Vestibular/Balance Treatments

Balance and the Inner Ear

Our balance system, or vestibular system, helps us walk, run and move without falling by processing signals from the senses to the brain. The vestibular system is located in the inner ear, which is why you may feel disoriented or dizzy when you have an ear infection.

Sensations of dizziness or vertigo can be caused by a number of things. Your vestibular system takes in information from the eyes, ears, skin and other sensory organs. A condition in any of these systems could impact your balance. This is why a comprehensive assessment should be performed early in the treatment process.

Dangers of a Vestibular Disorder

Anyone who has experienced involuntary dizziness knows how serious this condition can be. When you can’t feel steady on your feet, your risk of falling dramatically increases. In turn, your risk of suffering a head or back injury also rises and in severe cases these injuries can last a lifetime.

Walk Steadily Again

Our skilled audiologists diagnose and treat people who have impaired balance, dizziness, vertigo and other conditions. In many cases, a patient’s care is coordinated by a team of multidisciplinary professionals, each working to address the various symptoms and causes. Your care team may include:

  • Audiologists
  • Ear, nose and throat (ENT) specialists, also known as otolaryngologists
  • Neurologists
  • Physical therapists

Vestibular/Balance Rehabilitation

If you are someone who lives in fear of falling, sometimes feels like the room is spinning, or is afraid of stepping off of a curb, you may be among the estimated 69 million Americans who have some sort of vestibular dysfunction. Symptoms caused by the condition may be alleviated by balance/vestibular rehabilitation.

The rehabilitation process is primarily exercise-based. While it isn’t common for patients to regain complete function of their vestibular system after developing balance disorder symptoms, these exercises will retrain the brain to compensate, relying on other bodily senses. Therapists will customize exercises to your condition using three primary methods: habituation, gaze stabilization and balance training.

Balance Disorders We Treat

  • Benign paroxysmal positional vertigo. Unlike simple dizziness, a person with vertigo will see their environment spinning. The sensation can be triggered by repositioning the head or body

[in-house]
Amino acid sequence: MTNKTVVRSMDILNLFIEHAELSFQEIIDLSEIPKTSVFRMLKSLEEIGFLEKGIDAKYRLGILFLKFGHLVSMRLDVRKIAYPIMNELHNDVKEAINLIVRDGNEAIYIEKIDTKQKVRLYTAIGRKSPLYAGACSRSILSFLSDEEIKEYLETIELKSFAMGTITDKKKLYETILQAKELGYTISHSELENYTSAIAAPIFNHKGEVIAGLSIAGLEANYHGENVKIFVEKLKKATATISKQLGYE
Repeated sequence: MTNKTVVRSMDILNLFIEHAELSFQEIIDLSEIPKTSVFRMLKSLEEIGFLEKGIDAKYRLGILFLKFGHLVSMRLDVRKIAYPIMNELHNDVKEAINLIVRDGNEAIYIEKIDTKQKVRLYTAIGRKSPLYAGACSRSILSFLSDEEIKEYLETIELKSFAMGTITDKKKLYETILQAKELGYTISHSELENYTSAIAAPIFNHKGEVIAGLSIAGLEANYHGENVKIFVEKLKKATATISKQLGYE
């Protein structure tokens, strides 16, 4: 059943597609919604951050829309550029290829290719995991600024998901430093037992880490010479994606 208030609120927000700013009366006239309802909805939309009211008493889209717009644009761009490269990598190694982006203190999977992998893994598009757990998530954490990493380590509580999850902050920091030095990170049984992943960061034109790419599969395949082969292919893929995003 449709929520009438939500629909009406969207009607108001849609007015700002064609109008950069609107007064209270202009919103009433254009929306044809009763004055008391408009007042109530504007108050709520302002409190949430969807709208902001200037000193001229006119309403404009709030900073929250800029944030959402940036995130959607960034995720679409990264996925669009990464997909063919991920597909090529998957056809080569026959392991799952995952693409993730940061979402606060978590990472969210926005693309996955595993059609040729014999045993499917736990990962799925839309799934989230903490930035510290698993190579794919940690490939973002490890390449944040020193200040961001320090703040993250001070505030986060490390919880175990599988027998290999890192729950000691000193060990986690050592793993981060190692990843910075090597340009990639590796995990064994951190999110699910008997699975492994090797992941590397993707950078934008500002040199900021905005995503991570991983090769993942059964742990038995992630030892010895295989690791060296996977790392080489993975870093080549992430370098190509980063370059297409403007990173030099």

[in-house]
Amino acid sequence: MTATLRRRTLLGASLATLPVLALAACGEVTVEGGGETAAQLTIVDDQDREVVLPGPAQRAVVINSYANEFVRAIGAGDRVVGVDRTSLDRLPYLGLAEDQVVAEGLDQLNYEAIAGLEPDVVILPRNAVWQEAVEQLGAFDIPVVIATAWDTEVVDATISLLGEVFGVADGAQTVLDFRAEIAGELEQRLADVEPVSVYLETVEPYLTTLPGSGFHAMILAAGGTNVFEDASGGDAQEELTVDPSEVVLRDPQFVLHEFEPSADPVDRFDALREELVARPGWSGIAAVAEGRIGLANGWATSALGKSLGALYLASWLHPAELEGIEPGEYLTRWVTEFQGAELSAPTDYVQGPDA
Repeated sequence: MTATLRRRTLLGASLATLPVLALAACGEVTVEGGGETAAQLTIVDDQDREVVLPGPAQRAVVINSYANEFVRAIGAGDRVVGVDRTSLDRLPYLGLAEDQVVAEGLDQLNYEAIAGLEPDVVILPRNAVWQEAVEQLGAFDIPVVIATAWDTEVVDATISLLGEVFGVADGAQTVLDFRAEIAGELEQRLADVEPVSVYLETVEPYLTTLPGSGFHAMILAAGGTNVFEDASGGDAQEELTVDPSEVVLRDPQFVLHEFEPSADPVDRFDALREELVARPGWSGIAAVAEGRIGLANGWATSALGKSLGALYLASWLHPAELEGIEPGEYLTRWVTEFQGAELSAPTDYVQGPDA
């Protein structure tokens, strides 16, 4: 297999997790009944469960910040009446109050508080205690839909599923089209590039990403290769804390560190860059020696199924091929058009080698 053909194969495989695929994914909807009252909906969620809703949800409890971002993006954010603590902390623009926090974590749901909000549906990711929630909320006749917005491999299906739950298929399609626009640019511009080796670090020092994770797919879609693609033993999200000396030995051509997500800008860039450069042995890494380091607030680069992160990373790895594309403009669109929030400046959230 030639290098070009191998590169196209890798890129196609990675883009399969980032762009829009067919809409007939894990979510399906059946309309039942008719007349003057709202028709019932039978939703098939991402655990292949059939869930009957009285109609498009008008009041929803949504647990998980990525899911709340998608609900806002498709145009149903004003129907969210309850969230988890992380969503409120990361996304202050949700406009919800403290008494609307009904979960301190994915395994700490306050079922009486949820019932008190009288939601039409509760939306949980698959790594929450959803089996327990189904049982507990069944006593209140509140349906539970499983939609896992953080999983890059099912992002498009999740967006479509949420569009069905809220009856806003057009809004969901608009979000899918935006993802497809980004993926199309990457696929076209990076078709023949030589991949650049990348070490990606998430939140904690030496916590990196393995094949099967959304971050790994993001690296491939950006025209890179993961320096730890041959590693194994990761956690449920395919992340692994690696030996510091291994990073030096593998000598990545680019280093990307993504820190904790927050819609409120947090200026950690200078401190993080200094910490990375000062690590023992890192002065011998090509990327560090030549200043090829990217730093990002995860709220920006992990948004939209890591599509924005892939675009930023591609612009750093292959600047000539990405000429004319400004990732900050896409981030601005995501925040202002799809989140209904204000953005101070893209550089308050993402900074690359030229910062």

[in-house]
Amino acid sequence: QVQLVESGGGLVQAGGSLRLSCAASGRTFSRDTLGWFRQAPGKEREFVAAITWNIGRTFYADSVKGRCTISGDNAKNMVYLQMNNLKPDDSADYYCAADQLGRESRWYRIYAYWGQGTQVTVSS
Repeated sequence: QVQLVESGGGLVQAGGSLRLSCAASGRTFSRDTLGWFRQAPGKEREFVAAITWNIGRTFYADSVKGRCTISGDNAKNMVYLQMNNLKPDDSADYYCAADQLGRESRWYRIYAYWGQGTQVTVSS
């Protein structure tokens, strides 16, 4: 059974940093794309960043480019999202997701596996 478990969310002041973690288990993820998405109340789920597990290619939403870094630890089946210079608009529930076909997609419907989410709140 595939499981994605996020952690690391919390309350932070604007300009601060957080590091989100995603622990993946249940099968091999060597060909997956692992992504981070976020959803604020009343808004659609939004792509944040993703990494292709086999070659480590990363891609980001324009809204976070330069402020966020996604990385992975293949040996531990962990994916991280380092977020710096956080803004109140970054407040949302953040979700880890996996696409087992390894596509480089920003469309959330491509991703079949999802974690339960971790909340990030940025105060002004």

• Labyrinthitis. Typically, a virus such as the cold or flu is the source of labyrinthitis. Common symptoms include hearing loss, dizziness and vertigo
  • Vestibular neuritis. Viruses will also sometimes result in vestibular neuritis. However, the primary difference between vestibular neuritis and labyrinthitis is that hearing isn’t affected in the latter condition
  • Ménière’s disease: Common symptoms include vertigo, tinnitus (ringing in the ears), loss of hearing, and ear pressure. The condition usually begins in one ear and may later appear in the other
  • Inner ear concussion syndrome. Usually brought on by head trauma, inner ear concussion syndrome may cause vertigo, postural imbalance, vomiting, nausea, tinnitus and loss of hearing
  • Traumatic brain injury. Violent blows to the head by an outside force can result in traumatic brain injuries. Symptoms include loss of balance, blackout, dizziness, fatigue or fainting
  • Stroke. Strokes are brought on by disruption of the brain’s blood supply, causing difficulty walking, talking and comprehending. Paralysis of limbs or the face is also common. A person experiencing a stroke may also exhibit a loss of balance, lightheadedness or vertigo
  • Post-concussion syndrome. Often characterized as the persistence of symptoms weeks or months after the injury that caused the concussion. Common symptoms include headache and dizziness

If you are frequently dizzy or disoriented, you should seek medical treatment as soon as possible. A medical professional can help you manage the symptoms of vestibular disorders while working on a more permanent solution.

Barnabas Health Ambulatory Care Center
200 South Orange Avenue
Livingston, NJ 07039
(973) 322-7000
RWJ Balance & Hearing Center
2 Hamilton Health Place
Hamilton Township, NJ 08690
(609) 245-7390
Cooperman Barnabas Medical Center
94 Old Short Hills Road
Livingston, NJ 07039
(973) 322-5000
Community Medical Center
99 Highway 37 West
Toms River, NJ 08755
(732) 557-8000
RWJ University Hospital Rahway
865 Stone Street
Rahway, NJ 07065
(732) 381-4200
Jersey City Medical Center's Ambulatory Care Center
395 Grand Street
Jersey City, NJ 07304
(201) 915-2410
RWJ University Hospital Hamilton
1 Hamilton Health Place
Hamilton, NJ 08690
(609) 586-7900
Monmouth Medical Center Southern Campus
600 River Avenue
Lakewood, NJ 08701
(732) 363-1900
RWJ Rehabilitation Lawrenceville
4152 Quakerbridge Road
Lawrenceville, NJ 08648
(609) 245-7420
Jersey City Medical Center Rehabilitation Services
100 Town Square Place
Suite 208
Jersey City, NJ 07310
(201) 915-2000

Vestibular & Balance Treatment & Care

offered at these locations in your neighborhood

View All Locations